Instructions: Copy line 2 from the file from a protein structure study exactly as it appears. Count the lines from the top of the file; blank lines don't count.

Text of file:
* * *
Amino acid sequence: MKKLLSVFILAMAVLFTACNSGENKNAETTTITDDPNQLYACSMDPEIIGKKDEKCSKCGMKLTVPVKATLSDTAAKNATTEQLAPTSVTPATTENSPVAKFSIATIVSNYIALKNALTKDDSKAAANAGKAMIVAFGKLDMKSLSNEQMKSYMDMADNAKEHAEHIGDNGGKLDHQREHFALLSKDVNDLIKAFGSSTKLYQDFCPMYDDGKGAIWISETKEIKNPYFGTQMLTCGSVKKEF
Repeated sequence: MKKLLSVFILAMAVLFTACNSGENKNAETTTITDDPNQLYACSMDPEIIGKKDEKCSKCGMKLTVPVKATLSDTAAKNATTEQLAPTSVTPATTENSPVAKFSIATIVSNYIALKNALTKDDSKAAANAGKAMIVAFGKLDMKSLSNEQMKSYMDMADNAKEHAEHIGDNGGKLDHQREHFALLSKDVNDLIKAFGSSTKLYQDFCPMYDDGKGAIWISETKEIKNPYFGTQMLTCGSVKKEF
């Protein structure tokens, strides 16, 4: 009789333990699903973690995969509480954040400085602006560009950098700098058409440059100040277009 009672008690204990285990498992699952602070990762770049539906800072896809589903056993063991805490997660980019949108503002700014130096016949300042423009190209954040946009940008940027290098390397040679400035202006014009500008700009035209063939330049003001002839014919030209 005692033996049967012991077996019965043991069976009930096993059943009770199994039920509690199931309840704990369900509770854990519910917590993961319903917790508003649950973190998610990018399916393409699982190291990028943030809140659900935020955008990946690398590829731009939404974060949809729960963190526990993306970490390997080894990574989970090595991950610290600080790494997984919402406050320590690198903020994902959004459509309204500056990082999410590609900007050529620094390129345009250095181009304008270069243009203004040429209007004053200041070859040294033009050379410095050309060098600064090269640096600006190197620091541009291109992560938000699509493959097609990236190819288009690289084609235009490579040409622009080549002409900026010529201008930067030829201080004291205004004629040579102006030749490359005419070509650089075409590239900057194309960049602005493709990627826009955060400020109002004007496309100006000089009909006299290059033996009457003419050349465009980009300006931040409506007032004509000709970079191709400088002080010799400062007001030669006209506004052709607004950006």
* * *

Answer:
Repeated sequence: MKKLLSVFILAMAVLFTACNSGENKNAETTTITDDPNQLYACSMDPEIIGKKDEKCSKCGMKLTVPVKATLSDTAAKNATTEQLAPTSVTPATTENSPVAKFSIATIVSNYIALKNALTKDDSKAAANAGKAMIVAFGKLDMKSLSNEQMKSYMDMADNAKEHAEHIGDNGGKLDHQREHFALLSKDVNDLIKAFGSSTKLYQDFCPMYDDGKGAIWISETKEIKNPYFGTQMLTCGSVKKEF